The World Health Organization (WHO) has issued a report warning that nitrogen dioxide is “one of the main contributors to global warming” and that its presence could pose a serious threat to humans and ecosystems.
The report, which was presented at the COP21 climate conference in Marrakesh, Morocco, says that the gas “is an important contributor to CO2 and is likely to be a driver of climate change”.
But experts caution that while nitrous oxide has been widely used as a natural gas for centuries, the gas has become more potent in recent years, especially in the tropics.
Nitrous oxide is an explosive gas, which means that it has the potential to explode, leaving a crater.
In the troposphere, the explosion can create high-energy solar radiation, and could lead to global catastrophes, such as the 2010 eruption of Mount Pinatubo in the Philippines.
“Nitrous oxide can have many effects on the atmosphere, but it is important to note that it is not a greenhouse gas,” the WHO report states.
“It is an important greenhouse gas that can contribute to the climate change.”
It also points out that the tropic atmosphere is highly sensitive to greenhouse gases, such, nitrous oxides and methane.
“Because of the tropospheric ozone layer, tropospherically stratospheric concentrations of the gases in the stratosphere are likely to remain elevated for a considerable period of time,” it adds.
“This will result in more than 10 to 20 times more nitrous than the CO2 that we emit.”
In particular, nitric oxide is believed to be the main cause of the ozone hole in the Arctic.
Nitric oxide has also been blamed for a rise in coronavirus in recent times.
“In the tropopause, the atmosphere is the only region where nitrogen dioxide concentrations are higher than in the other two, because nitrogen dioxide absorbs the ultraviolet radiation,” the report says.
“Therefore, the troposteads are the only areas in the world where nitrogen-containing compounds are released from the atmosphere.”
In a previous study published in the Proceedings of the National Academy of Sciences, scientists said that nitrous gas, the main component of nitrous dioxide, could be responsible for causing CO2 emissions in the US, which are among the highest in the developed world.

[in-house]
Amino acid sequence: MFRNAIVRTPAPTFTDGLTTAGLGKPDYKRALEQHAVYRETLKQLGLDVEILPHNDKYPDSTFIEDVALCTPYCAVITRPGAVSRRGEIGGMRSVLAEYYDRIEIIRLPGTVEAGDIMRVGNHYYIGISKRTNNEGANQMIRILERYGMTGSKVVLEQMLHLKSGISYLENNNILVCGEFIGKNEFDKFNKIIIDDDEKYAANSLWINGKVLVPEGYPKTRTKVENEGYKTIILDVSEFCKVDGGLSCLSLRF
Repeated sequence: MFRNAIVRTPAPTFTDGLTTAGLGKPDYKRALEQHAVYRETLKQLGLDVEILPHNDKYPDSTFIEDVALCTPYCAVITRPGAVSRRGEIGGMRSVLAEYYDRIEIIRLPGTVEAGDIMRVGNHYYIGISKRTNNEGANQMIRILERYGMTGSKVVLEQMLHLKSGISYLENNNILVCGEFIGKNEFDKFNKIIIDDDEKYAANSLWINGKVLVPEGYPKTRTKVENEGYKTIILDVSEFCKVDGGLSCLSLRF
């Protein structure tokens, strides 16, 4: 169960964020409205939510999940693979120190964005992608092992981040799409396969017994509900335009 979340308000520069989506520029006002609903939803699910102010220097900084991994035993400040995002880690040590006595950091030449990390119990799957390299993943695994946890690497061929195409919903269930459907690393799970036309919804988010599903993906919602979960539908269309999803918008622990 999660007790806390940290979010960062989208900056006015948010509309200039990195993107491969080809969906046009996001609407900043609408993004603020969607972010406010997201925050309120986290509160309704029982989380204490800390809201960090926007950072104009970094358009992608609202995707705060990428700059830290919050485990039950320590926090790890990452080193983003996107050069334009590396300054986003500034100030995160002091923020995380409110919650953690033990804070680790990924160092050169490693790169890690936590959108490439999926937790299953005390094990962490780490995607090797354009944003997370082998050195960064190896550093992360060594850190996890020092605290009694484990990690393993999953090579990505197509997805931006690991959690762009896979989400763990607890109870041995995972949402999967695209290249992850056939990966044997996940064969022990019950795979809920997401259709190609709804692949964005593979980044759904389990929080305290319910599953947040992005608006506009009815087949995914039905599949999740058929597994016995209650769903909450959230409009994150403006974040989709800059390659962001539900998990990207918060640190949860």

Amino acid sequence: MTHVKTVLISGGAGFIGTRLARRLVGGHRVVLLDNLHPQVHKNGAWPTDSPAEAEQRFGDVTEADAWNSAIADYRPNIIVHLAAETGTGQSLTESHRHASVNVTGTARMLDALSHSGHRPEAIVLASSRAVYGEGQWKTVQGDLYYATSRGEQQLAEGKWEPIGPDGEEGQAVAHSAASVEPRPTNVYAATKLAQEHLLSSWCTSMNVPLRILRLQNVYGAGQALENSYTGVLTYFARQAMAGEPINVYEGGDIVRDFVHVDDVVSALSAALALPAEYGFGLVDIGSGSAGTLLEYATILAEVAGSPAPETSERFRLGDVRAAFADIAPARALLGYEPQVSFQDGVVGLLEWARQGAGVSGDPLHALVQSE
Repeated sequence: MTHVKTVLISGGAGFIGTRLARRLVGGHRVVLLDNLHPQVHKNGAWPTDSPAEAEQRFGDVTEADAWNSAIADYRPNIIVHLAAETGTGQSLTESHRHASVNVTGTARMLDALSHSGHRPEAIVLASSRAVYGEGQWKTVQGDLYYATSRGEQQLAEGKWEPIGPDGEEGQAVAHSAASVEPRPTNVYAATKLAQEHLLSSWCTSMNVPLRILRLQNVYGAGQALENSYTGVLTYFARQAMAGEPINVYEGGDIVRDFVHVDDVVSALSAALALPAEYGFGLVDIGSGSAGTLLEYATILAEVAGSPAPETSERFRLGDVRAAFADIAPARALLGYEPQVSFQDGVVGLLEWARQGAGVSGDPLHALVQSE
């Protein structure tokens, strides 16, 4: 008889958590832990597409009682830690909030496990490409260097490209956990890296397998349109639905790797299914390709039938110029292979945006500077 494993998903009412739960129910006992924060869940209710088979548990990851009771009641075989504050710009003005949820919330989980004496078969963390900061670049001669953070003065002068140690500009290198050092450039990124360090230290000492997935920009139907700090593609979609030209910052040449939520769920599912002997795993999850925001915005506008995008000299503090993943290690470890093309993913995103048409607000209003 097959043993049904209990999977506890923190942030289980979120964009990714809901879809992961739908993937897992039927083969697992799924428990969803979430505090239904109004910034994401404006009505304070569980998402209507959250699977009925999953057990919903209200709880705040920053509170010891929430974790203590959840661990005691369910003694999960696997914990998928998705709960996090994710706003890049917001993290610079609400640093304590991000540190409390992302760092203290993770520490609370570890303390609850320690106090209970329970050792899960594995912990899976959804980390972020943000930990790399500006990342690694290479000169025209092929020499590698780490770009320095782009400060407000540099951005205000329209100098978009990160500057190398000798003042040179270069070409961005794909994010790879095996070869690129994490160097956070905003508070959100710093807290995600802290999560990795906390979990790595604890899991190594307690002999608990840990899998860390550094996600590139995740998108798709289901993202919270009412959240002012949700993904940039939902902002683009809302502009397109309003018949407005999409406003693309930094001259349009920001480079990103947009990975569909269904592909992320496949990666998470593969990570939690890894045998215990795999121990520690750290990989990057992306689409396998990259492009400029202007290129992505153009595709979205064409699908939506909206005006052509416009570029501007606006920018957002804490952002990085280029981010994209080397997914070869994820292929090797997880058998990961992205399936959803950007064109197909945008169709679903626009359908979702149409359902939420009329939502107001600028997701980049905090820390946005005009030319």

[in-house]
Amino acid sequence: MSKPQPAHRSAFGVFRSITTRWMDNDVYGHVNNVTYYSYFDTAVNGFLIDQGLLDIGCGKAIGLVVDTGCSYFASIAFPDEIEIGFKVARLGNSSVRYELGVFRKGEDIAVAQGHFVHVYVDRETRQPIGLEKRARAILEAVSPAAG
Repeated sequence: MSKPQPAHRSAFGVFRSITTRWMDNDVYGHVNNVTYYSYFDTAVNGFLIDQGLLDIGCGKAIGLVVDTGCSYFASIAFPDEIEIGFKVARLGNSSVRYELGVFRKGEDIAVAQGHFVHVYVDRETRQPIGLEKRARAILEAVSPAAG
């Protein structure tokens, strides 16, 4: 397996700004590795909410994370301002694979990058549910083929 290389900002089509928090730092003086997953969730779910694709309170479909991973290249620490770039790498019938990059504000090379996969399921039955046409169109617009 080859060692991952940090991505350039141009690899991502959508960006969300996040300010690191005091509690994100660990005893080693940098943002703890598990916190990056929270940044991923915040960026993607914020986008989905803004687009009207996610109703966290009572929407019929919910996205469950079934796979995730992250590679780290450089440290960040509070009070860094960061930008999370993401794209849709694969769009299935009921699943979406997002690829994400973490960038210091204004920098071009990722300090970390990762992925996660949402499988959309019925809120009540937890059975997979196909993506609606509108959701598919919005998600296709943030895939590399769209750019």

In fact, the US has the second highest carbon dioxide emissions in Europe, behind Germany, and the fifth highest in Asia.
Nitrogen dioxide has also contributed to global climate change by increasing the amount of ozone in the upper atmosphere.
But the WHO warns that even in the Troposphere, where nitrogen oxides have been seen to be causing the most problems, there are still more natural processes in play, which could explain the increase in CO2.
Nitroglycerine is one of these, the WHO says.
The gas, also known as “bunker fuel”, is made by breaking up ammonium nitrate, a mixture of carbon monoxide and hydrogen sulfide.
The decomposition process releases hydrogen, and when it reaches the surface it can turn into nitroglycerin.
“At atmospheric pressure, nitrogricin is an extremely unstable gas, meaning it has very high viscosity,” the UN report states, “but because it is a stable gas it can be converted to nitroglyphosate, a common herbicide, by the reaction between ammonia and hydrogen sulphide.”
In the atmosphere around us, nitrates are found as nitrogen oxide and ammonium hydroxide, but the gas can also be made by bacteria.
In some cases, nitroso compounds are even found as nitric acid, which can cause lung and heart problems.
The WHO says that these are just a few of the chemicals in the gas that could be the source of a large part of global CO2 pollution.
“Many more chemicals can also contribute to nitrous-oxide emissions,” the organisation said.
But experts say that while there are a number of possible reasons for the rise in CO 2 in the past 20 years, one of the most likely culprits is the release of nitrogen oxates.
Nitroso oxides, which contain the same molecule as nitrous, are also the main ingredient in nitrograms, a drug used to treat respiratory infections.
According to a 2009 report from the Environmental Protection Agency, nitrophenone is one chemical that is increasing the risk of CO2 production.
It has also previously been linked to a rise of nitrosamines, a greenhouse-gas that is known to cause severe damage to the ozone layer.
“While the link between nitrogen oxidation and CO2 is strong, we still do not know the mechanisms by which nitrogen oxases can influence atmospheric CO2 levels,” the experts warn.
“For instance, how nitrosamine-producing nitrocellulose (NCP) is able to increase the amount and/or the rate of nitrate degradation is not well understood.”
They also warn that a number other factors